Where is Scout called a "nigger lover"?

Expert Answers

An illustration of the letter 'A' in a speech bubbles

In chapter 9, Cecil Jacobs tells Scout's classmates on the playground that her father "defend[s] niggers," which prompts a discussion between Scout and Atticus concerning the upcoming Tom Robinson trial. The next day on the playground, Scout exercises her patience and does not attack Cecil Jacobs when he begins ridiculing Atticus again.

Later on in the chapter, Scout's cousin, Francis Hancock, tells her that Atticus is a nigger-lover and is disgracing their entire family. Despite Scout's lack of understanding, she realizes that Francis is using a derogatory term and takes offense to his comments about her father. After Francis runs away from Scout, she acts like she is no longer upset at him, and Francis slowly comes within Scout's striking distance. Francis then softly says, "Nigger-lover . . ." (Lee, 86). Scout responds by immediately punching Francis in the teeth, which ruins the family's Christmas gathering.

Approved by eNotes Editorial Team
An illustration of the letter 'A' in a speech bubbles

In Chapter 11 of "To Kill a Mockingbird" Scout asks her father

'Atticus....what exactly is a n____-lover?'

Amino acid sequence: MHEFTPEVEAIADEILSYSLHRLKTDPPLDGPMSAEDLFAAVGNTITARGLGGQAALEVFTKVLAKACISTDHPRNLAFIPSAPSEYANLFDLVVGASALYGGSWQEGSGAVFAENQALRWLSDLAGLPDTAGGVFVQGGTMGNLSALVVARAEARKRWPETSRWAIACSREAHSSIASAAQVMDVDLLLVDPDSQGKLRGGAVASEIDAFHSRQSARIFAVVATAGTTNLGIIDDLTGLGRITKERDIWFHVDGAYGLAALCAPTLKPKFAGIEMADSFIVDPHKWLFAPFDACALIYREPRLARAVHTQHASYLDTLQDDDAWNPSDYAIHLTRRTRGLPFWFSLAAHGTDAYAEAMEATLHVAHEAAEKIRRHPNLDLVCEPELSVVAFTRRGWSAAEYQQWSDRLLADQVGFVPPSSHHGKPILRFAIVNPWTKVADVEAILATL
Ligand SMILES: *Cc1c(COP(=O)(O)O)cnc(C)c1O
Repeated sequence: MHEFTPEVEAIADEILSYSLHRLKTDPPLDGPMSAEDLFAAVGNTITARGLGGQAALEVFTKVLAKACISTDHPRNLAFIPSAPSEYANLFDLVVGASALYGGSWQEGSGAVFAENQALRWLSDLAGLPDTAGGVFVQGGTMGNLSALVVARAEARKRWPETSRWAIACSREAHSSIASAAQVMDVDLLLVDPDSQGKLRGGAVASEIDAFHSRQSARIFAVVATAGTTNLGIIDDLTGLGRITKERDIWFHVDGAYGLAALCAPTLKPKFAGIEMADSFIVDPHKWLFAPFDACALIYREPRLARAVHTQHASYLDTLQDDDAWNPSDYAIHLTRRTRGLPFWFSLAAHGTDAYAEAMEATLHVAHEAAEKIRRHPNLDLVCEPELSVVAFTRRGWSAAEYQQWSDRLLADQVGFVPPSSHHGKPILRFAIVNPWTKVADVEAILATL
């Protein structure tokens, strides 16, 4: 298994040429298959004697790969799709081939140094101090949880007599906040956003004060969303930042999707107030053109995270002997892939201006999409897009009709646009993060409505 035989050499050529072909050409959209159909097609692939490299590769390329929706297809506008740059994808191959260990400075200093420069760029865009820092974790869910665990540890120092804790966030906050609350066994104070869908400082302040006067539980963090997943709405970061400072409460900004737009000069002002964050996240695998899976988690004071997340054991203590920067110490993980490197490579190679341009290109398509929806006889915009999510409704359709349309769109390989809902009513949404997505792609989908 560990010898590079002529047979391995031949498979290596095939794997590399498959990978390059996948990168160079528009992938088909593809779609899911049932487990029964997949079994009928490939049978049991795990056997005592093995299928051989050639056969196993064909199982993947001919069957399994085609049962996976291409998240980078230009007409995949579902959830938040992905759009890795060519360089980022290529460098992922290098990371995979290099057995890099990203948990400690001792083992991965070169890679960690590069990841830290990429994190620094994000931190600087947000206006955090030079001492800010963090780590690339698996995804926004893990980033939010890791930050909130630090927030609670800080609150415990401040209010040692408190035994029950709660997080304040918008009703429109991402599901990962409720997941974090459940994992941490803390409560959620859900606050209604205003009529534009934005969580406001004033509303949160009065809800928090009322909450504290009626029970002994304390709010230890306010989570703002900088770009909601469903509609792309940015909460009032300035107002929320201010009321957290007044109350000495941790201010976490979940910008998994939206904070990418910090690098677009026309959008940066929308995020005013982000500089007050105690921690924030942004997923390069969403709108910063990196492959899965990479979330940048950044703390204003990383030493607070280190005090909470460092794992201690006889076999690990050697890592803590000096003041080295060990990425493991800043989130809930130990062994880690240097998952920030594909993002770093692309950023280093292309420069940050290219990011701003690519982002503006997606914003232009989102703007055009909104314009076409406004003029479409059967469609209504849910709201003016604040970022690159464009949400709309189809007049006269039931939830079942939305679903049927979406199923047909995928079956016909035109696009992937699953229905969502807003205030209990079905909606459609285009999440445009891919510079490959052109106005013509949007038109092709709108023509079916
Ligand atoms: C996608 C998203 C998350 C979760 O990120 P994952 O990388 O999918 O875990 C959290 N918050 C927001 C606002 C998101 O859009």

Atticus's face was grave.  'Has somebody been calling you that?'

'No sir, Mrs. Dubose calls you that.  She warms up every afternoon calling you that.  Francis called me that last Christmas, that's where I first heard it.'

So, Scout is called the pejorative term in Chapter 9.  Francis, the cousin of Scout tells her that their grandmother

says it's bad enough he lets you all run wild, but now he's turned out a n-lover we'll never be able to walk the streets of Macomb agin.  He ruinin' the family that's what he's doin'.

Then Francis hurls his insult at Atticus, and, finally he calls Scout one.  Even Atticus's own relatives have what he terms "Maycomb's usual disease," For they demean Atticus for defending Tom Robinson, even though he was assigned to be the public defender.  As a man of conscience, Atticus feels that it is only right that he defend Tom as well as he can.  Besides this matter of ethics, Atticus also knows that Tom is innocent and should not be charged with the crime simply because he is black.

Approved by eNotes Editorial Team

We’ll help your grades soar

Start your 48-hour free trial and unlock all the summaries, Q&A, and analyses you need to get better grades now.

  • 30,000+ book summaries
  • 20% study tools discount
  • Ad-free content
  • PDF downloads
  • 300,000+ answers
  • 5-star customer support
Start your 48-Hour Free Trial